At NI, we understand this almost impossible situation, and we’re making our own commitments so automakers can meet theirs. One such commitment is to connect their test in multiple dimensions.

The typical battery lab setup in FIGURE 02 features multiple components that need to operate in a coordinated way. Tasks as simple as charging and discharging the battery with the cycler need to perfectly synchronize with the conditions inside the environmental chamber, the test procedures, the data capture, the measurements, and the communication with the battery management system (BMS). 

FIGURE 02: A typical battery test lab setup includes the cycler, chamber, measurements, chiller, and software.

For example, NI’s Battery Test System (BTS) works as a measurement rack and as the software connected orchestrator of the test to enable customization and automation. NI SystemLink™, BTS software, and data analytics tools work together to ensure test-result traceability, test repeatability, and proper management of the whole test-cell operation. From the battery cycler to the measurements on the pack/module, running tests with NI’s software helps catch defects before they become catastrophic issues, improves product design, and ensures safety and quality.

To offer a more complete solution to the market, we’ve expanded our portfolio of EV power level test solutions that provide our customers with critical power-level test capabilities. The expansion came about in multiple ways, one of which was the acquisition of NH Research Inc. (NHR).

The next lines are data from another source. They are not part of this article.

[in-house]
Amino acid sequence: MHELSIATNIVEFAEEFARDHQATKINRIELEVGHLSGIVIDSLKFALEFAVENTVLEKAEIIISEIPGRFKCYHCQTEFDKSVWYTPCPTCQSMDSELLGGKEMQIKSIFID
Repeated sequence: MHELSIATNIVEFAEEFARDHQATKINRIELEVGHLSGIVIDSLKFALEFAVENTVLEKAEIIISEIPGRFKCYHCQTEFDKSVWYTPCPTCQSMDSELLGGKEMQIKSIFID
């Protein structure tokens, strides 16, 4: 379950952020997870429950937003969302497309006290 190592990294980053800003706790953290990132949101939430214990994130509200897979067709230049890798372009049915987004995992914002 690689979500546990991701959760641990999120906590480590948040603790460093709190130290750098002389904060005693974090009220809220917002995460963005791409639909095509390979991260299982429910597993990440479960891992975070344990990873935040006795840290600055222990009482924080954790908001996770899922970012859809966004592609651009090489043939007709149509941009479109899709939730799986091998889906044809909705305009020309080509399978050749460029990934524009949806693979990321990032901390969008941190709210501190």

Through NHR, NI added capabilities for battery test, battery emulation, grid simulators, and AC/DC loads and sources. NHR’s power test equipment performance, modularity, safety, flexibility, and scalability complement NI’s existing battery test solutions in a way that addresses most of the challenges stated above. Because NI already offers the measurement capabilities and software for automating and customizing test and data analysis, the integration of NHR completes the power electronics required to test battery or battery-related systems in a fully software-connected toolchain for applications such as:

  • HIGH-POWER BATTERY MODULE AND PACK TESTING—By precisely handling power to and from the battery (cycling), engineers can test batteries as if they were in operation. Following profiles of acceleration, braking, charging, environmental conditions, and more, engineers validate their batteries’ range and performance down to the last mile. They also test for algorithms that improve the safety and performance of the whole EV drive train.
  • BATTERY EMULATION—Engineers can test how well their battery, inverter, motor, onboard charger, or even full drive unit meets control, safety, and durability requirements using power electronics devices to emulate the battery behaving any way they need to run the test.

The combination of NI’s flexible, software-connected EV test platform with the power conversion and electrification test systems expertise of NHR facilitates rapid responses to changing test needs while maintaining quality and empowering engineers to overcome their test challenges. Our goal is to help EV automakers accelerate product development to deliver their products to market faster so they can meet their own goals and commitments.

We believe in the long-term benefits EVs offer, and, just like the automotive companies out there, we invest accordingly to make them a reality. In other words, we want to make it easier for automakers to get to market and make it harder for people like me to wait before going electric. To learn more, visit our Electric Vehicle Battery Test page. 



1 Every Automaker's EV Plans Through 2035 and Beyond, Forbes, October 4, 2021 .